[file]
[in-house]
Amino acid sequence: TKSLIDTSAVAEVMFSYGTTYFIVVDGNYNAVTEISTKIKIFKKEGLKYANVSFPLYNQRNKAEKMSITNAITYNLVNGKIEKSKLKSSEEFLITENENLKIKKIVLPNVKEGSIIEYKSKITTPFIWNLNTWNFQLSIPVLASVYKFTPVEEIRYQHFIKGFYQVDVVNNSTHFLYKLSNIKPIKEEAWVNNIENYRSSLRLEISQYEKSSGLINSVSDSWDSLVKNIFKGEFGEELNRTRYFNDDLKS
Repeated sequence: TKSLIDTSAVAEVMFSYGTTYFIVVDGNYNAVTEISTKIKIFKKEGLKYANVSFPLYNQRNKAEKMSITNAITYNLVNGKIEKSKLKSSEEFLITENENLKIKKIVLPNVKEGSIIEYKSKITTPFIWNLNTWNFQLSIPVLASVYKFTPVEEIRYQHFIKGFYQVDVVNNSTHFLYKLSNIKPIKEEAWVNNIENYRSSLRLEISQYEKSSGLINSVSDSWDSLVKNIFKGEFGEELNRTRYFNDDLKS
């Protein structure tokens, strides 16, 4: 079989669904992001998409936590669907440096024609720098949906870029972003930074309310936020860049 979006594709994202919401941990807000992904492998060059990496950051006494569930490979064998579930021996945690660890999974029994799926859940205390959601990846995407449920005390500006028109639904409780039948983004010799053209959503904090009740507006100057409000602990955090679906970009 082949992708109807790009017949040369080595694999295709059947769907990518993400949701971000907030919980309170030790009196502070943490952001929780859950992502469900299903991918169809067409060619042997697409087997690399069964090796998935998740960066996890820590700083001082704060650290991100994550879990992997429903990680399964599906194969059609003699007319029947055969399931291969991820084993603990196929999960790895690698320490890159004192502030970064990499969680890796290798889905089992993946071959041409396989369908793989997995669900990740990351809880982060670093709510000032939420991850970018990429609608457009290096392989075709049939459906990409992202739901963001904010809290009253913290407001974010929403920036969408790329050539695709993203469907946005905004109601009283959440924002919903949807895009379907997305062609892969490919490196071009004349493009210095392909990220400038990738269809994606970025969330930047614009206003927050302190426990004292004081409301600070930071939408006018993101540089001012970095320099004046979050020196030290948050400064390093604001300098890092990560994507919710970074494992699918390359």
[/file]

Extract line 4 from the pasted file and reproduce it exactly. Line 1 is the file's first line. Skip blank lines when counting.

């Protein structure tokens, strides 16, 4: 079989669904992001998409936590669907440096024609720098949906870029972003930074309310936020860049 979006594709994202919401941990807000992904492998060059990496950051006494569930490979064998579930021996945690660890999974029994799926859940205390959601990846995407449920005390500006028109639904409780039948983004010799053209959503904090009740507006100057409000602990955090679906970009 082949992708109807790009017949040369080595694999295709059947769907990518993400949701971000907030919980309170030790009196502070943490952001929780859950992502469900299903991918169809067409060619042997697409087997690399069964090796998935998740960066996890820590700083001082704060650290991100994550879990992997429903990680399964599906194969059609003699007319029947055969399931291969991820084993603990196929999960790895690698320490890159004192502030970064990499969680890796290798889905089992993946071959041409396989369908793989997995669900990740990351809880982060670093709510000032939420991850970018990429609608457009290096392989075709049939459906990409992202739901963001904010809290009253913290407001974010929403920036969408790329050539695709993203469907946005905004109601009283959440924002919903949807895009379907997305062609892969490919490196071009004349493009210095392909990220400038990738269809994606970025969330930047614009206003927050302190426990004292004081409301600070930071939408006018993101540089001012970095320099004046979050020196030290948050400064390093604001300098890092990560994507919710970074494992699918390359």